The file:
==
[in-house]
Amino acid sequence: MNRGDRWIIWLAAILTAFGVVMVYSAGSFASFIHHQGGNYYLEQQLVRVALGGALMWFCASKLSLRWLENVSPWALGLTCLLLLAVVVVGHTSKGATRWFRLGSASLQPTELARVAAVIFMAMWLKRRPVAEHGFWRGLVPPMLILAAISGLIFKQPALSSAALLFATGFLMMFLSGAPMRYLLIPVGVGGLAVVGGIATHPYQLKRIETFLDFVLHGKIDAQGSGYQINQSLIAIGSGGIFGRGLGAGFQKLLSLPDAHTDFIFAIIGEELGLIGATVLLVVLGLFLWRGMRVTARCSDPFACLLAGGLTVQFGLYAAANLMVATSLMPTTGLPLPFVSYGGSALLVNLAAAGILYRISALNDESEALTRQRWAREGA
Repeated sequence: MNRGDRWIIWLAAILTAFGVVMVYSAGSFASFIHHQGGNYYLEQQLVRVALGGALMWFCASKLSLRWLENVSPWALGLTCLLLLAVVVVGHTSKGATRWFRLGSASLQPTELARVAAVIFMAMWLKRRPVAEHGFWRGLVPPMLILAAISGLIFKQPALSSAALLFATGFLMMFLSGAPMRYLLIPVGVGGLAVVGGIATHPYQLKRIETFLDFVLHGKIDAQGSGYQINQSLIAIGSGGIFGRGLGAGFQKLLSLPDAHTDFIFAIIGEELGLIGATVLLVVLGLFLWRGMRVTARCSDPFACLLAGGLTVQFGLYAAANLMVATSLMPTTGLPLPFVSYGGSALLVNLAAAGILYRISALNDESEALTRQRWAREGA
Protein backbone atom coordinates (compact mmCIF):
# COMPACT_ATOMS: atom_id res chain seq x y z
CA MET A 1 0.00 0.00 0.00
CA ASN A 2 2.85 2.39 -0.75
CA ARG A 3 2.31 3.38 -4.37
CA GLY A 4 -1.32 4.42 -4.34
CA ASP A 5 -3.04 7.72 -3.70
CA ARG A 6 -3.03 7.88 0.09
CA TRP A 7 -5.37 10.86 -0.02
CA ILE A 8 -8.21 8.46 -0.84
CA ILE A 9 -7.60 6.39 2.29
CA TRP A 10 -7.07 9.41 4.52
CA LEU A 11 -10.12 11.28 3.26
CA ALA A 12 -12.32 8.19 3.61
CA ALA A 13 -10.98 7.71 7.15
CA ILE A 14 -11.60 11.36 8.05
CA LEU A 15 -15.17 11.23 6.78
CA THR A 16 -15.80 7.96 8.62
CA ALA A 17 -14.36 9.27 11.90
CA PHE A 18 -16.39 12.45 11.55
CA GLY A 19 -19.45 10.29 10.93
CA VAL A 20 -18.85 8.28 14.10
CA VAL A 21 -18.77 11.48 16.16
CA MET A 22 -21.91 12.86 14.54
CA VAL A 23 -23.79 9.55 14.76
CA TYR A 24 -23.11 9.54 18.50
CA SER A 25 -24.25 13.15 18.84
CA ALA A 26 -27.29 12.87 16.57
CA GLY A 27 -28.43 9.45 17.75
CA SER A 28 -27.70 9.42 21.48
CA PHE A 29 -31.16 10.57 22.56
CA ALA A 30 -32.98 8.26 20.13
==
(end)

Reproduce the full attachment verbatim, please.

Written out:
[in-house]
Amino acid sequence: MNRGDRWIIWLAAILTAFGVVMVYSAGSFASFIHHQGGNYYLEQQLVRVALGGALMWFCASKLSLRWLENVSPWALGLTCLLLLAVVVVGHTSKGATRWFRLGSASLQPTELARVAAVIFMAMWLKRRPVAEHGFWRGLVPPMLILAAISGLIFKQPALSSAALLFATGFLMMFLSGAPMRYLLIPVGVGGLAVVGGIATHPYQLKRIETFLDFVLHGKIDAQGSGYQINQSLIAIGSGGIFGRGLGAGFQKLLSLPDAHTDFIFAIIGEELGLIGATVLLVVLGLFLWRGMRVTARCSDPFACLLAGGLTVQFGLYAAANLMVATSLMPTTGLPLPFVSYGGSALLVNLAAAGILYRISALNDESEALTRQRWAREGA
Repeated sequence: MNRGDRWIIWLAAILTAFGVVMVYSAGSFASFIHHQGGNYYLEQQLVRVALGGALMWFCASKLSLRWLENVSPWALGLTCLLLLAVVVVGHTSKGATRWFRLGSASLQPTELARVAAVIFMAMWLKRRPVAEHGFWRGLVPPMLILAAISGLIFKQPALSSAALLFATGFLMMFLSGAPMRYLLIPVGVGGLAVVGGIATHPYQLKRIETFLDFVLHGKIDAQGSGYQINQSLIAIGSGGIFGRGLGAGFQKLLSLPDAHTDFIFAIIGEELGLIGATVLLVVLGLFLWRGMRVTARCSDPFACLLAGGLTVQFGLYAAANLMVATSLMPTTGLPLPFVSYGGSALLVNLAAAGILYRISALNDESEALTRQRWAREGA
Protein backbone atom coordinates (compact mmCIF):
# COMPACT_ATOMS: atom_id res chain seq x y z
CA MET A 1 0.00 0.00 0.00
CA ASN A 2 2.85 2.39 -0.75
CA ARG A 3 2.31 3.38 -4.37
CA GLY A 4 -1.32 4.42 -4.34
CA ASP A 5 -3.04 7.72 -3.70
CA ARG A 6 -3.03 7.88 0.09
CA TRP A 7 -5.37 10.86 -0.02
CA ILE A 8 -8.21 8.46 -0.84
CA ILE A 9 -7.60 6.39 2.29
CA TRP A 10 -7.07 9.41 4.52
CA LEU A 11 -10.12 11.28 3.26
CA ALA A 12 -12.32 8.19 3.61
CA ALA A 13 -10.98 7.71 7.15
CA ILE A 14 -11.60 11.36 8.05
CA LEU A 15 -15.17 11.23 6.78
CA THR A 16 -15.80 7.96 8.62
CA ALA A 17 -14.36 9.27 11.90
CA PHE A 18 -16.39 12.45 11.55
CA GLY A 19 -19.45 10.29 10.93
CA VAL A 20 -18.85 8.28 14.10
CA VAL A 21 -18.77 11.48 16.16
CA MET A 22 -21.91 12.86 14.54
CA VAL A 23 -23.79 9.55 14.76
CA TYR A 24 -23.11 9.54 18.50
CA SER A 25 -24.25 13.15 18.84
CA ALA A 26 -27.29 12.87 16.57
CA GLY A 27 -28.43 9.45 17.75
CA SER A 28 -27.70 9.42 21.48
CA PHE A 29 -31.16 10.57 22.56
CA ALA A 30 -32.98 8.26 20.13